Singapore Airlines Ltd., the world's second most valuable airline, said on Wednesday it planned to buy up to 31 Boeing Co.'s (BA777-300ER (search) planes worth about $7.35 billion to support growth plans.

The aircraft, 18 of which are to be ordered for delivery between 2006 and 2010, will be powered by huge engines from General Electric Co. (GE), Asia's most profitable airline said.

The remaining 13 are subject to the exercise of purchase rights, it said.

Singapore Airlines (search), known for a young fleet and premium service, had asked airframe manufacturers Boeing and Airbus SAS (search) in February to tender for an order.

The 777-300ER is the world's largest twin-jet, offering low maintenance by having just two enormous engines but long range and almost the seating capacity of the four-engine Boeing 747-400 jumbo. It competes with Airbus's A340-600.

"With its use of new generation avionics and materials, and its higher operating efficiency, the B777-300ER will deliver lower operating costs," said Singapore Airlines' Chief Executive Officer Chew Choon Seng.

The order would allow the airline to achieve capacity growth of 4 to 6 percent a year, the company said. It would cover the medium- and long-haul needs of the 57 percent government-owned airline over coming years.

Singapore Airlines, Boeing's largest customer for the 777 aircraft, has a fleet of 89 planes, including 55 Boeing 777s, 29 Boeing 747s and five Airbus A340-500s, with firm orders for an additional four B777s.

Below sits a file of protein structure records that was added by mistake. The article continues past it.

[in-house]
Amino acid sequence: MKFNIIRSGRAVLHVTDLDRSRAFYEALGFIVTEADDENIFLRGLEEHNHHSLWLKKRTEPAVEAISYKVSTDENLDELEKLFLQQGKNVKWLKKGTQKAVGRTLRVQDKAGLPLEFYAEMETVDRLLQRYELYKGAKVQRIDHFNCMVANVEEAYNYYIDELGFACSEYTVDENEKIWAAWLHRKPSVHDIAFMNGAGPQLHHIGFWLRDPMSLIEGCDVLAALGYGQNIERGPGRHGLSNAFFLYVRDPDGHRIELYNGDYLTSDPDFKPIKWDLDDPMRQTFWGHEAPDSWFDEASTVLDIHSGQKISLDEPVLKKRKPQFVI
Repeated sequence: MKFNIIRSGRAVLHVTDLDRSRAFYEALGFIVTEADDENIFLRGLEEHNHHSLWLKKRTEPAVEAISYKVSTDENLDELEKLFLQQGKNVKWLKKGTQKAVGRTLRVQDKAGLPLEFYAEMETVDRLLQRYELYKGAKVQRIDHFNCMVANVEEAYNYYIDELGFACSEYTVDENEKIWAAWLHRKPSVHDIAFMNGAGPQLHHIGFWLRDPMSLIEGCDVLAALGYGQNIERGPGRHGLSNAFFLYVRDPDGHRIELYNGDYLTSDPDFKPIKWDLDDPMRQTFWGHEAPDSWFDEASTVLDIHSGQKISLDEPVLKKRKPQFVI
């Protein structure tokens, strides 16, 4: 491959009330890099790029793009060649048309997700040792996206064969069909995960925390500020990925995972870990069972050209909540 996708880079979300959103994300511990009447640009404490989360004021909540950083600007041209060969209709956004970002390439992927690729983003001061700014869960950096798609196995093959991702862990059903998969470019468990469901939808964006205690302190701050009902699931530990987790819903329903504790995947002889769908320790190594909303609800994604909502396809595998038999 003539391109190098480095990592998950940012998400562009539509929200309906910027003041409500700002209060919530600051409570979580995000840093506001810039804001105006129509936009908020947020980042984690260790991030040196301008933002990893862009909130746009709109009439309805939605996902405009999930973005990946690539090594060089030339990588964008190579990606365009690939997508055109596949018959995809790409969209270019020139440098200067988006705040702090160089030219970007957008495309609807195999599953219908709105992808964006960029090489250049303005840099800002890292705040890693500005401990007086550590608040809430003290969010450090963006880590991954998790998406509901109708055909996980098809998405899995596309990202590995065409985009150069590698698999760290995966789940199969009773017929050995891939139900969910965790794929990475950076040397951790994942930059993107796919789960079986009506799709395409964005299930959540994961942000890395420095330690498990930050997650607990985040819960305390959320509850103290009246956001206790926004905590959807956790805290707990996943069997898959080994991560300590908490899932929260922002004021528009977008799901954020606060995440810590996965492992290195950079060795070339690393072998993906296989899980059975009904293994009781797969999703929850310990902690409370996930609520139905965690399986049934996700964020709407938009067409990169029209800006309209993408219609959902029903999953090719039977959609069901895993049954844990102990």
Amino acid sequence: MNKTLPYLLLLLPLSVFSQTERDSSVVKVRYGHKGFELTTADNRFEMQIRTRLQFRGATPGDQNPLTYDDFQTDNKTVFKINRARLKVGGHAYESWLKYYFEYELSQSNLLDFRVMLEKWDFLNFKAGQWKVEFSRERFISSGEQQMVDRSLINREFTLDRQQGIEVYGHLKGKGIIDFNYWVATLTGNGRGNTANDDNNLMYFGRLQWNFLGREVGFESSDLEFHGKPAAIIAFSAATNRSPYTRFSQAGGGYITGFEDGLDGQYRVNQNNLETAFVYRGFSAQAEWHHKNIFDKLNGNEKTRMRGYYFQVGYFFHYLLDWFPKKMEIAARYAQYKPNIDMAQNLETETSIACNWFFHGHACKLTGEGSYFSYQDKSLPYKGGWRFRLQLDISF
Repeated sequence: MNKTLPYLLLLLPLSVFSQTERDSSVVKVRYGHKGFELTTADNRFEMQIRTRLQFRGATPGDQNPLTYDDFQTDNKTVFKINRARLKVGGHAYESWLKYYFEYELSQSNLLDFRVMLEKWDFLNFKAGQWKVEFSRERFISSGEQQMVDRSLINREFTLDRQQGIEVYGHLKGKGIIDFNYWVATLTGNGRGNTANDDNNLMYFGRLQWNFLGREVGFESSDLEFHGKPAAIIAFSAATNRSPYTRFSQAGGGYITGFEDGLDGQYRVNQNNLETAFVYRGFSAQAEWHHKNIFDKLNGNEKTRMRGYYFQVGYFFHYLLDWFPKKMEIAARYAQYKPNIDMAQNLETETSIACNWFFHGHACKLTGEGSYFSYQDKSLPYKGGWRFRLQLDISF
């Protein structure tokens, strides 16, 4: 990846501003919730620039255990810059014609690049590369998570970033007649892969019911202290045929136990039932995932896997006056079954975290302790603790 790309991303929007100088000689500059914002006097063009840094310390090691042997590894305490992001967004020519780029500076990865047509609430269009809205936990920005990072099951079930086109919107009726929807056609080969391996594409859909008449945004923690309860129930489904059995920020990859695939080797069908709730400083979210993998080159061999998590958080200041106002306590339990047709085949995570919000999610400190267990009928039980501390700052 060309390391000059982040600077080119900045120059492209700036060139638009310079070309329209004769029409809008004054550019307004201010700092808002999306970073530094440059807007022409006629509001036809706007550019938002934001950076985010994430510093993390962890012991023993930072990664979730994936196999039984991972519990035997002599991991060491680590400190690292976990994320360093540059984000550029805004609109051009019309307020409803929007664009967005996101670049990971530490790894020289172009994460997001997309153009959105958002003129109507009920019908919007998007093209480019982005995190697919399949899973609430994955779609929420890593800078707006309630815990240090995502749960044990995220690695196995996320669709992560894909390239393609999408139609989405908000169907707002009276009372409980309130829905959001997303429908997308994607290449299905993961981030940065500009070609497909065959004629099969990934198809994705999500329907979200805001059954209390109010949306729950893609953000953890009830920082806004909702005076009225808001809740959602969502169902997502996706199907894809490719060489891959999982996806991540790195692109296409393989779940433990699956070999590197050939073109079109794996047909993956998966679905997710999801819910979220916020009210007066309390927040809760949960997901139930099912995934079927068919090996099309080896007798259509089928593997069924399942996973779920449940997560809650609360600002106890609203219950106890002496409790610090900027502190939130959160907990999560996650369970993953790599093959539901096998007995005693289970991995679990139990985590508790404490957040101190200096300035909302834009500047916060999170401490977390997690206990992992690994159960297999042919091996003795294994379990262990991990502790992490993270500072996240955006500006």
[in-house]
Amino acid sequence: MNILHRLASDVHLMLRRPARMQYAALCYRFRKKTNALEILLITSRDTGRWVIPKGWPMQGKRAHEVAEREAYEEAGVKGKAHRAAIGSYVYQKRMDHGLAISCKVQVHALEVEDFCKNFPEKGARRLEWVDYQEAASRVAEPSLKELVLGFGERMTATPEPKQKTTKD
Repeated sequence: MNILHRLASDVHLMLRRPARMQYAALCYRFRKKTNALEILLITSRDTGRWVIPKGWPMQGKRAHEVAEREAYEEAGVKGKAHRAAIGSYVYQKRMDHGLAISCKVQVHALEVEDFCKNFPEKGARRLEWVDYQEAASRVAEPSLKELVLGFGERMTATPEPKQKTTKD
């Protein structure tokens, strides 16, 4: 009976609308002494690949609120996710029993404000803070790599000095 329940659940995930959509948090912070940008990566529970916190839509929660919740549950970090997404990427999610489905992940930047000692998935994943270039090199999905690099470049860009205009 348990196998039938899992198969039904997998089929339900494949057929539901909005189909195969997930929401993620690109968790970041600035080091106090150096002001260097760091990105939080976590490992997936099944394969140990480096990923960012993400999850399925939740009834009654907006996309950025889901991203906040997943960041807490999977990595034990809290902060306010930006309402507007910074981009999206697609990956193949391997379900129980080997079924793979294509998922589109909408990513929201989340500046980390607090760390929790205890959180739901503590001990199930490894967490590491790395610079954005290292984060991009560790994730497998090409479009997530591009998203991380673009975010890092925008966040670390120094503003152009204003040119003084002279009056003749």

The airline also has 10 of Airbus' colossal 555-seat A380s on order, and plans in the spring of 2006 to become the world's first carrier to fly the plane.

Rolls-Royce Group Plc. (search) supplies engines for Singapore Airlines' other 777s but does not offer an engine for the 777-300ER, a heavyweight version.

The order should help Boeing, currently number-two maker of jetliners, in its fight to regain some market share from Airbus, the world's largest maker of civilian aircraft.

Chew said the evaluation process had been comprehensive and the competition between Airbus and Boeing for the order had been very keen.

In less than a decade, Boeing's share of the market for large commercial aircraft has dropped from 80 percent to less than half, while Airbus' share has shot to just over 50 percent.

Chew said the acquisition would be financed largely from internal cash flows but the airline might consider options such as leasing or debt financing if terms were attractive.

The carrier also said it had decided not to place new orders for regional aircraft despite asking for proposals from the manufacturers earlier.

It said the airframe makers have offered the Airbus A330-200 and the new Boeing 7E7 for evaluation but the proposals did not meet the carrier's financial criteria. Airbus is co-owned by European aerospace company EADS and Britain's BAE Systems.